Scott v. Colvin

Filing 12

ORDER ON PLAINTIFF'S COMPLAINT - by Judge David W. Christel. This matter is reversed and remanded, pursuant to sentence four of 42 U.S.C. § 405(g), for further proceedings. Nancy A. Berryhill (Acting Commissioner of the Social Security Administration) added. Carolyn W. Colvin (Acting Commissioner of Social Security Administration) terminated.(SH)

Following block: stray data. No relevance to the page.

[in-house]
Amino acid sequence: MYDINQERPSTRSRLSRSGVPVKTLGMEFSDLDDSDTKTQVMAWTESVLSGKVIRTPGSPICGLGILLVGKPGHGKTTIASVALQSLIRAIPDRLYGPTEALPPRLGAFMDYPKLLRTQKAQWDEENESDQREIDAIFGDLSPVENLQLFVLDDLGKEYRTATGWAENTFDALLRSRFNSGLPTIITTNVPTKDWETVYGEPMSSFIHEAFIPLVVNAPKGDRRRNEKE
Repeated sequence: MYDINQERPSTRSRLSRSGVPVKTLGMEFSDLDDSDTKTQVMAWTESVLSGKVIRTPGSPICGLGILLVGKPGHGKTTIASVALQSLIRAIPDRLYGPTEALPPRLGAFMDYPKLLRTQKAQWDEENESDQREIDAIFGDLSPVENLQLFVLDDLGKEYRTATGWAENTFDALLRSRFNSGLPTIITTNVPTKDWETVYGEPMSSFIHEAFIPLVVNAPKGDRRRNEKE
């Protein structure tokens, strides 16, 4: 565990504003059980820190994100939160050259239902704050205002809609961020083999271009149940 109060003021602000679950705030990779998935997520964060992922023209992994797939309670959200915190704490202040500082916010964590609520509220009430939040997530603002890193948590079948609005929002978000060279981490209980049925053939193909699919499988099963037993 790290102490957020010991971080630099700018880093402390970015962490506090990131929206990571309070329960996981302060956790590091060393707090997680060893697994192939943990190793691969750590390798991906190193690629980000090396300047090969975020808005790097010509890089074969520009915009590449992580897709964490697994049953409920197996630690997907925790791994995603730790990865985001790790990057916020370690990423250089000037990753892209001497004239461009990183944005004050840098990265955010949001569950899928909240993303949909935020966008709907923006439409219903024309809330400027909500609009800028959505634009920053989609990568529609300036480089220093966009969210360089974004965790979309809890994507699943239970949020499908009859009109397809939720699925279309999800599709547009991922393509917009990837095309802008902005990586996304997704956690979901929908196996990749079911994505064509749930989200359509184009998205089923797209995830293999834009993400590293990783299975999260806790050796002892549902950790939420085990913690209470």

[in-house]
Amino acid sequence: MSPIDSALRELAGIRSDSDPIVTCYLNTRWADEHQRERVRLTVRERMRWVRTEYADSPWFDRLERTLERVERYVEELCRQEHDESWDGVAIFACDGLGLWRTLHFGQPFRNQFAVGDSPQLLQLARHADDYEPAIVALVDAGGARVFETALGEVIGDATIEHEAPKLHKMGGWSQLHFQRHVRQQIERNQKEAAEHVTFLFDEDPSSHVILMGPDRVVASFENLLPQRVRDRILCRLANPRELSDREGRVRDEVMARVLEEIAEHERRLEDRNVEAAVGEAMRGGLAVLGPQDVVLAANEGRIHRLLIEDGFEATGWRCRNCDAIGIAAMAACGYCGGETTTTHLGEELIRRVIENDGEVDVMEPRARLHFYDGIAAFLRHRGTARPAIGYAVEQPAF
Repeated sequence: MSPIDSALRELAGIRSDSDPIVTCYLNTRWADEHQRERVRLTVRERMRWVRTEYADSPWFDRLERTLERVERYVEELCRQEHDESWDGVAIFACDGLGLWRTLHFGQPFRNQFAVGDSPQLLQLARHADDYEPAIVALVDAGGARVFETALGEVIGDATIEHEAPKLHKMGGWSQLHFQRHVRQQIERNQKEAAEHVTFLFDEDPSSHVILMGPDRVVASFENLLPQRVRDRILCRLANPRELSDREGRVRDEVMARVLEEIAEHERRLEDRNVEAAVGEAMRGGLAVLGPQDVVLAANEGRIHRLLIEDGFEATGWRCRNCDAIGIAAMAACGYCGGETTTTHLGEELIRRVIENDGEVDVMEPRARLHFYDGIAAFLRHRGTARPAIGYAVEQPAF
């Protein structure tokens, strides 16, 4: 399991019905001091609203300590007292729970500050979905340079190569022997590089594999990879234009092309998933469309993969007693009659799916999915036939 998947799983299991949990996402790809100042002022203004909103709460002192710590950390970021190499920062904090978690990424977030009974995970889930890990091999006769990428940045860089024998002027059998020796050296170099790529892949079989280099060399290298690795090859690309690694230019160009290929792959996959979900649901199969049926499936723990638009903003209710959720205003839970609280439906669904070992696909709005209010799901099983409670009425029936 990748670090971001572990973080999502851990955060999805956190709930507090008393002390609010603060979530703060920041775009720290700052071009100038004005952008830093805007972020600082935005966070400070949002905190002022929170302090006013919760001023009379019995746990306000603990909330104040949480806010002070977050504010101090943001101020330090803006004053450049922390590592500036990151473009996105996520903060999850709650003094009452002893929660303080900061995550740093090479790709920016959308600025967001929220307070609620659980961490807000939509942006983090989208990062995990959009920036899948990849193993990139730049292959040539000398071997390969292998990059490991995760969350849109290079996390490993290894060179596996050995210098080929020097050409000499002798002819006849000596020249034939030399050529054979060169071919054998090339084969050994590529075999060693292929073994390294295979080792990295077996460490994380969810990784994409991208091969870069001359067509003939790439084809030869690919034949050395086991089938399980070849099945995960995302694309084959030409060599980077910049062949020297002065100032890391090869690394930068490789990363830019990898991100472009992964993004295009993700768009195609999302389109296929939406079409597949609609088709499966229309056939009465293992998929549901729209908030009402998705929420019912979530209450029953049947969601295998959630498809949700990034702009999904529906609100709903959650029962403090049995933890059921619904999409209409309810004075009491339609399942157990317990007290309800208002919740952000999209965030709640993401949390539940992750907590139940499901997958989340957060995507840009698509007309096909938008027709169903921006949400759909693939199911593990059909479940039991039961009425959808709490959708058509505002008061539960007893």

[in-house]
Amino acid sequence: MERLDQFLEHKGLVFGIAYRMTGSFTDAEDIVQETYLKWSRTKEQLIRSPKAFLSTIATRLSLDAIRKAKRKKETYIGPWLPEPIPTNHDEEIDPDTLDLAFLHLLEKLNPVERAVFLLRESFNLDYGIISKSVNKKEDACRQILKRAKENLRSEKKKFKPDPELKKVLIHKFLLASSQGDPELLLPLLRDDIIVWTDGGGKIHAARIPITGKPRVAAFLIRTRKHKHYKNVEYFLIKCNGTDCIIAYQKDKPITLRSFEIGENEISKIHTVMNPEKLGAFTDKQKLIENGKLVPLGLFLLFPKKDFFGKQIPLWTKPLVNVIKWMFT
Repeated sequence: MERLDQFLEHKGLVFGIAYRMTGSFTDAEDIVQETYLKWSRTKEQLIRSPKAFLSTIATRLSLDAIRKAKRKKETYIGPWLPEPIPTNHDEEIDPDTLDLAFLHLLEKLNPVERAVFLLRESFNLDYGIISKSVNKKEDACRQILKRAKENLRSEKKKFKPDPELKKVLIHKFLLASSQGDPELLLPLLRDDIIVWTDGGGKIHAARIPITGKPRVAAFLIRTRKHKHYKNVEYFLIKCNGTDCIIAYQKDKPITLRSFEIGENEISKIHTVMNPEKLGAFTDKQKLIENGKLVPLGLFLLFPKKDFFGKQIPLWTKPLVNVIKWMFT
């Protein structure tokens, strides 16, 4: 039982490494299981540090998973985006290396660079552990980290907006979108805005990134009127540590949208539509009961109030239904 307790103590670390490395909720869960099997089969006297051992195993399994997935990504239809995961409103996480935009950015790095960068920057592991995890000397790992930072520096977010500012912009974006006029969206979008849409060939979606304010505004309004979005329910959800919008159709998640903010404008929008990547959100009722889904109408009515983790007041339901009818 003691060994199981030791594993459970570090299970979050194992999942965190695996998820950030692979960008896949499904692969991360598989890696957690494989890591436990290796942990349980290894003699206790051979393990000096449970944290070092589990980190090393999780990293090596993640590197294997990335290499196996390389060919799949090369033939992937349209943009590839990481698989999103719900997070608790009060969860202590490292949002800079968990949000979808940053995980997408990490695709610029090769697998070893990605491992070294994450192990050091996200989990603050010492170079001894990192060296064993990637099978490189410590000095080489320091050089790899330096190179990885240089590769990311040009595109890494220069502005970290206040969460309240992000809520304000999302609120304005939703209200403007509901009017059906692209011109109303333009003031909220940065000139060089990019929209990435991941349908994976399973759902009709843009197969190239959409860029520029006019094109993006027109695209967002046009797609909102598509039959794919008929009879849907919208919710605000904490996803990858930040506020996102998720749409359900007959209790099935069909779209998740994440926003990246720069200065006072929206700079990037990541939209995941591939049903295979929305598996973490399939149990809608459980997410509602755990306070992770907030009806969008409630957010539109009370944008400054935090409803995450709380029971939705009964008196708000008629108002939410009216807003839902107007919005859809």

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1 2 3 4 5 6 7 UNITED STATES DISTRICT COURT WESTERN DISTRICT OF WASHINGTON AT TACOMA 8 9 10 KYLA JERESE SCOTT, 11 12 13 14 15 16 17 18 19 20 21 22 Plaintiff, CASE NO. 3:16-CV-05834-DWC ORDER ON PLAINTIFF’S COMPLAINT v. NANCY A. BERRYHILL, Acting Commissioner of Social Security Administration, Defendant. Plaintiff filed this action, pursuant to 42 U.S.C § 405(g), seeking judicial review of the denial of Plaintiff’s application for Supplemental Security Income (“SSI”) benefits. The parties have consented to proceed before a United States Magistrate Judge. See 28 U.S.C. § 636(c), Fed. R. Civ. P. 73 and Local Magistrate Judge Rule MJR 13. See also Consent to Proceed before a United States Magistrate Judge, Dkt. 5. After reviewing the record, the Court concludes the Administrative Law Judge (“ALJ”) erred by failing to properly evaluate the medical opinion of Plaintiff’s examining psychologist. 23 24 ORDER ON PLAINTIFF’S COMPLAINT - 1 1 Therefore, this matter is reversed and remanded, pursuant to sentence four of 42 U.S.C. § 405(g), 2 for further proceedings. 3 4 PROCEDURAL& FACTUAL HISTORY On November 4, 2013, Plaintiff filed an application for SSI. See Dkt. 7, Administrative 5 Record (“AR”) 158-67. 1 Plaintiff alleges she became disabled on June 1, 2010, due to idiopathic 6 intracranial hypertension, back pain, post-traumatic stress disorder, anxiety, depression, 7 polycystic ovarian syndrome, gastroesophageal reflux disease, anemia, and corneal ulcers. See 8 AR 158, 179. Plaintiff’s application was denied upon initial administrative review and on 9 reconsideration. See AR 47, 59. A hearing was held before an ALJ on January 20, 2015, at which 10 Plaintiff, represented by counsel, appeared and testified. See AR 29. 11 On March 24, 2015, the ALJ found Plaintiff was not disabled within the meaning of 12 Section 1614(a)(3)(A) of the Social Security Act. AR 21. Plaintiff’s request for review of the 13 ALJ’s decision was denied by the Appeals Council on August 8, 2016, making that decision the 14 final decision of the Commissioner of Social Security (the “Commissioner”). See AR 1, 20 15 C.F.R. § 404.981, § 416.1481. On September 29, 2016, Plaintiff filed a complaint in this Court 16 seeking judicial review of the Commissioner’s final decision. 17 Plaintiff argues the denial of benefits should be reversed and remanded for further 18 proceedings, because the ALJ erred by failing to properly evaluate the opinions of one 19 examining and one treating physician. Dkt. 9, p. 1. 20 21 22 1 Plaintiff also filed an application for Disability Insurance Benefits (“DIB”) on August 20, 2013. AR 156-57. However, the application is not referenced again in the record. The Court 24 notes Plaintiff does not have a prior work history. AR 169. 23 ORDER ON PLAINTIFF’S COMPLAINT - 2 1 STANDARD OF REVIEW 2 Under 42 U.S.C. § 405(g), this Court may set aside the Commissioner's denial of social 3 security benefits only if the ALJ's findings are based on legal error or not supported by 4 substantial evidence in the record as a whole. Bayliss v. Barnhart, 427 F.3d 1211, 1214 n.1 (9th 5 Cir. 2005) (citing Tidwell v. Apfel, 161 F.3d 599, 601 (9th Cir. 1999)). “Substantial evidence” is 6 more than a scintilla, less than a preponderance, and is such “‘relevant evidence as a reasonable 7 mind might accept as adequate to support a conclusion.’” Magallanes v. Bowen, 881 F.2d 747, 8 750 (9th Cir. 1989) (quoting Davis v. Heckler, 868 F.2d 323, 325-26 (9th Cir. 1989)). 9 10 11 12 DISCUSSION I. Whether the ALJ Properly Evaluated the Medical Opinion Evidence. A. Standard The ALJ must provide “clear and convincing” reasons for rejecting the uncontradicted 13 opinion of either a treating or examining physician or psychologist. Lester v. Chater, 81 F.3d 14 821, 830 (9th Cir. 1996) (citing Embrey v. Bowen, 849 F.2d 418, 422 (9th Cir. 1988); Pitzer v. 15 Sullivan, 908 F.2d 502, 506 (9th Cir. 1990)). However, “[i]n order to discount the opinion of an 16 examining physician in favor of the opinion of a nonexamining medical advisor, the ALJ must 17 set forth specific, legitimate reasons that are supported by substantial evidence in the record.” 18 Nguyen v. Chater, 100 F.3d 1462, 1466 (9th Cir. 1996) (citing Lester, 81 F.3d at 831). The ALJ 19 can accomplish this by “setting out a detailed and thorough summary of the facts and conflicting 20 clinical evidence, stating his interpretation thereof, and making findings.” Reddick v. Chater, 157 21 F.3d 715, 725 (9th Cir. 1998) (citing Magallanes, 881 F.2d at 751). In addition, the ALJ must 22 explain why the ALJ’s own interpretations, rather than those of the doctors, are correct. Reddick, 23 157 F.3d at 725 (citing Embrey, 849 F.2d at 421-22). The ALJ “may not reject ‘significant 24 ORDER ON PLAINTIFF’S COMPLAINT - 3 1 probative evidence’ without explanation.” Flores v. Shalala, 49 F.3d 562, 570-71 (9th Cir. 1995) 2 (quoting Vincent v. Heckler, 739 F.2d 1393, 1395 (9th Cir. 1984) (quoting Cotter v. Harris, 642 3 F.2d 700, 706-07 (3d Cir. 1981))). The “ALJ’s written decision must state reasons for 4 disregarding [such] evidence.” Flores, 49 F.3d at 571. 5 6 7 B. Application of Standard 1. Katrina Higgins, Psy.D., Dr. Higgins examined Plaintiff on January 9, 2014. AR 412. During her interview, 8 Plaintiff endorsed symptoms of depression and anxiety, and reported a history of emotional 9 abuse. AR 412. On mental status examination, Plaintiff presented with a depressed and anxious 10 mood, was occasionally “weepy”, and demonstrated a range of affect “appropriate to the 11 situation and subject of discussion.” AR 415. Plaintiff displayed a mildly impoverished fund of 12 information, impairments in her ability to perform math calculations, “fair to good” performance 13 on attention and concentration measures such as serial 7’s, and marginal to fair performance on 14 measures of insight and judgment. AR 415-16. Dr. Higgins noted Plaintiff “completed tasks at an 15 average pace and demonstrated good persistence.” AR 415. 16 Dr. Higgins diagnosed Plaintiff with Major Depressive Disorder, recurrent, severe 17 without psychotic features, with anxious distress, and rule-out Panic Disorder. AR 416. As a 18 result of these conditions, Dr. Higgins opined Plaintiff would be able to: understand, remember, 19 and carry out short and simple instructions without much difficulty; understand, remember, and 20 carry out complex instructions provided adequate training and support; and make simple work 21 related decisions without special supervision; interact appropriately with coworkers, supervisors, 22 and the public. AR 417. However, Dr. Higgins also opined Plaintiff: may take slightly longer 23 than average to master complex tasks due to mild deficits in concentration and short-term 24 ORDER ON PLAINTIFF’S COMPLAINT - 4 1 retention of information; may have higher than average absenteeism due to her symptoms of 2 depression; may have slow pace of task completion; and would likely not do well in a position 3 with much responsibility. AR 417. 4 The ALJ gave some weight to the majority of Dr. Higgins’ opinion. AR 19. But, the ALJ 5 gave little weight to Dr. Higgins’ opinion Plaintiff might have higher than average absenteeism, 6 “because it appears the doctor relied heavily on the claimant’s subjective report of symptoms and 7 limitations, which are not fully credible for the reasons stated in this decision.” AR 19. Plaintiff 8 argues this was not a specific and legitimate reason for discounting Dr. Higgins’ opined 9 absenteeism limitation. The ALJ also discussed Dr. Higgins’ opinion Plaintiff’s pace of task 10 completion may also be slow. AR 19. The ALJ did not discount this aspect of Dr. Higgins’ 11 opinion, but the ALJ also did not include this limitation in the residual functional capacity 12 (“RFC”). AR 19. Plaintiff argues the ALJ erred by failing to offer any reasons for excluding Dr. 13 Higgins’ pace limitation in the RFC. 14 First, ALJ may discount a physician’s opinion where the opinion is based to a large 15 extent on a claimant’s self-reports, and the ALJ has properly discounted a claimant’s subjective 16 symptom testimony. Tommasetti v. Astrue, 533 F.3d 1035, 1041 (9th Cir. 2008). However, when 17 an opinion is not more heavily based on a patient’s self-reports than on clinical observations, 18 there is no evidentiary basis for rejecting the opinion.” Ghanim v. Colvin, 763 F.3d 1154, 1162 19 (9th Cir. 2014). Here, Dr. Higgins did more than recapitulate Plaintiff’s subjective reports; Dr. 20 Higgins reviewed Plaintiff’s medical records, conducted a clinical interview, and performed a 21 mental status examination. AR 412-16. On examination, Plaintiff presented with 22 depressed/anxious mood, and with impairments in memory, fund of information, ability to 23 perform calculations, orientation to date, and in insight and judgment. AR 415-16. Dr. Higgins 24 ORDER ON PLAINTIFF’S COMPLAINT - 5 1 also noted Plaintiff was tardy to her appointment. AR 415. These findings corroborate Dr. 2 Higgin’s opinions concerning Plaintiff’s depressive symptoms; thus, the ALJ erred by 3 concluding Dr. Higgins’ opined absenteeism limitation was largely based on Plaintiff’s 4 subjective complaints. 5 Further, the ALJ’s error is not harmless. During the ALJ hearing, the vocational expert 6 testified an individual who had more than one unexcused absence per month would preclude 7 employment in any job existing in significant numbers in the national economy. AR 44. Thus, 8 the error is not “inconsequential to the ultimate nondisability determination,” and warrants 9 remand for further proceedings. See Molina v. Astrue, 674 F.3d 1104, 1117 (9th Cir. 2012). 10 Second, an ALJ is not required to adopt the opinion of an examining physician or 11 psychologist; however, in order to reject all or part of a medical opinion, an ALJ must offer at 12 least a specific and legitimate reason for doing so. Nguyen, 100 F.3d at 1466 (citing Lester, 81 13 F.3d at 831). An ALJ errs by purporting to give great weight to an examining physician, yet 14 failing to include all of the physician’s opined limitations into the RFC. See Betts v. Colvin, 531 15 Fed.Appx. 799, 800 (9th Cir. 2013) (finding the ALJ committed reversible error by purporting to 16 give great weight to an examining physician, yet failing to include many of the physician’s 17 opined limitations in the RFC). However, when an ALJ incorporates all of a physician’s opined 18 limitations into a RFC finding, there is no harmful error. See Turner v. Comm’r of Soc. Sec., 613 19 F.3d 1217, 1223 (9th Cir. 2010) (finding the ALJ correctly determined a treating physicians’ 20 report did not assign “any specific limitations on the claimant,” but otherwise incorporated in the 21 RFC what clinical observations the treating physician actually made). See also Meanel v. Apfel, 22 172 F.3d 1111, 1113-14 (9th Cir. 2000). 23 24 ORDER ON PLAINTIFF’S COMPLAINT - 6 1 Here, Dr. Higgins opined Plaintiff may have a slow pace of task completion. AR 19. 2 However, Dr. Higgins also opined Plaintiff was capable of: understanding, remembering, and 3 carrying out short and simple instructions, making simple work related decisions without special 4 supervision, and would only have difficulty in mastering “complex tasks,” without any expressed 5 limitation in Plaintiff’s ability to perform simple tasks. AR 417. Further, in Dr. Higgins’ 6 examination report, she indicated Plaintiff “completed tasks at an average pace and demonstrated 7 good persistence.” AR 415. Based on Dr. Higgins’ report and the other medical evidence of 8 record, the ALJ limited Plaintiff to performing simple, routine tasks. AR 14. As the Ninth Circuit 9 has previously noted, a restriction to simple, routine, repetitive tasks in the RFC adequately 10 captures restrictions related to concentration, persistence, or pace. See Stubbs-Danielson v. 11 Astrue, 539 F.3d 1169, 1174 (9th Cir. 2008). 12 However, because the ALJ committed harmful error by improperly discounting Dr. 13 Higgins’ opined absenteeism limitation, the ALJ should reevaluate the balance of Dr. Higgins’ 14 opinions on remand. 15 2. Stephen Hamilton, M.D. 16 Dr. Hamilton was Plaintiff’s treating neuro-ophthalmologist from May, 2013 through 17 September, 2014. AR 472-86. Plaintiff was referred to Dr. Hamilton for treatment of her ongoing 18 idiopathic intracranial hypertension and associated headache symptoms. AR 479-80. Throughout 19 his treatment, Dr. Hamilton performed vision examinations which resulted in largely 20 unremarkable findings. See AR 472-79. Dr. Hamilton prescribed medication for Plaintiff’s 21 ongoing headaches, which he continued to attribute to idiopathic intracranial hypertension. AR 22 472-79. However, Dr. Hamilton did not opine to any specific work related limitations. AR 47223 86. 24 ORDER ON PLAINTIFF’S COMPLAINT - 7 1 Though Dr. Hamilton’s notes were included in the administrative record, the ALJ failed 2 to discuss Dr. Hamilton’s notes at all in the written decision. See AR 10-21. An ALJ need not 3 discuss all evidence presented to him. Vincent, 739 F.2d at 1394-95. However, an ALJ must 4 explain why “significant, probative evidence” has been rejected. Id. at 1395. Defendant argues 5 the ALJ was not required to discuss Dr. Hamilton’s notes because Dr. Hamilton did not opine to 6 any functional limitations. Dkt. 10, p. 7. But, the ALJ discounted Plaintiff’s subjective symptom 7 testimony, in part, because the ALJ found Plaintiff’s complaints of near-constant, low grade 8 headaches inconsonant with Plaintiff’s failure to seek treatment from a specialist. AR 17. As Dr. 9 Hamilton is, in fact, a specialist who treated Plaintiff’s headaches, Dr. Hamilton’s notes are 10 significant, probative evidence the ALJ was required to consider when evaluating Plaintiff’s 11 subjective symptom testimony. Further, as the case must be remanded due to the ALJ’s error in 12 evaluating Dr. Higgins’ opinion, the ALJ should also reevaluate the medical evidence in light of 13 Dr. Hamilton’s treatment notes. 14 15 CONCLUSION Based on the foregoing reasons, the Court finds the ALJ erred by failing to properly evaluate 16 Dr. Higgins’ opinion, and by failing to consider Dr. Hamilton’s treatment notes. Therefore, the Court 17 orders this matter be reversed and remanded pursuant to sentence four of 42 U.S.C. § 405(g) for a de 18 novo hearing. On remand, the ALJ should reevaluate the medical opinion evidence and proceed on to 19 Step Four and/or Step Five of the sequential evaluation as appropriate. The ALJ should also develop 20 the record as needed. Judgment should be for Plaintiff and the case should be closed. 21 Dated this 8th day of March, 2017. A 22 23 David W. Christel United States Magistrate Judge 24 ORDER ON PLAINTIFF’S COMPLAINT - 8